• Buchi’s Girls is a story about a mother who has no other choice but to move in with her sister and brother-in-law after the tragic loss of her husband. Buchi and her two young daughters have to work in the household in order to stay (per the brother-in-law), and everyday Buchi struggles with her grief, her daughters’ grief, wondering if she made the right choice to keep her daughters with her, and what the future holds, all the while trying to maintain a sense of normalcy. It highlights the uncertainties of life, and the internal grappling of people – mothers – who are presented with trials and questions with seemingly infinite solutions and answers and must decide which solution or path is the correct one. Not just for themselves, but for those they hold dearest.
  • The title story is up next: What It Means When A Man Falls From The Sky. LeVar Burton read it on his podcast a couple of years ago, and after listening to the episode I sought out the collection that bears its name (LeVar Burton’s reading is definitely the #1 way to experience this story apart from reading it yourself). In this story set in the near future, Mathematicians make “their living calculating and subtracting emotions, drawing them from living bodies like poison from a wound.” The protagonist, Nneoma, specializes in calculating grief, which means she can identify the grief inside people around her, from mild sadness in an adult to overwhelming anguish in a child who continues to experience the repercussions of geographical invasion and xenophobia. Having a mathematician remove an emotion like grief is costly, and these hundreds of individuals with this skill or power are at the top of the class system of this society. If you want to escape the issues of our world, this is not the story with which to do that. If you want to read a story that strengthens the genre of fiction (futuristic and otherwise), this is it.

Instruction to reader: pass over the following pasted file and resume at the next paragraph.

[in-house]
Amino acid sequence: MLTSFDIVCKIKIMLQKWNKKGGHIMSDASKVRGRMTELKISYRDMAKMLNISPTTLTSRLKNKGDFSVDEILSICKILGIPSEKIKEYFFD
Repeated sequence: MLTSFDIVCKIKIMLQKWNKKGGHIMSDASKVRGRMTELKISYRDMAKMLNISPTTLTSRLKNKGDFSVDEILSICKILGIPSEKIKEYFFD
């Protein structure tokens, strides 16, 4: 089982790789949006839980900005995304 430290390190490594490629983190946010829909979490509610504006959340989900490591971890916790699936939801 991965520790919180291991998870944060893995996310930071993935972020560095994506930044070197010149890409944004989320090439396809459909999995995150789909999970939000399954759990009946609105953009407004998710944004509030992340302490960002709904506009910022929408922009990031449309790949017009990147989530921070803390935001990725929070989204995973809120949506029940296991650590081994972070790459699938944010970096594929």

• Glory is the nickname of our next story and protagonist, whose parents gave her the full name of Glorybetogod Ngozi Akunyili. The author gave this character the best birth date – September 9th – but even more importantly wrote a somewhat ordinary life story in an extraordinary way. It has similarities to other stories in this collection: a female protagonist growing up with familial and societal pressures to fulfill certain expectations. But there is more emphasis on luck and seemingly intangible influences; the narrative has surreal elements but the events, feelings, and characters feel quite familiar and real. This story ends with an excruciating but satisfying cliffhanger (unless you are a reader who views all cliffhangers as unsatisfying), which not only reflects the uncertain theme of the story, but on Lesley Nneka Arimah’s ability to reach and effect readers through her writing.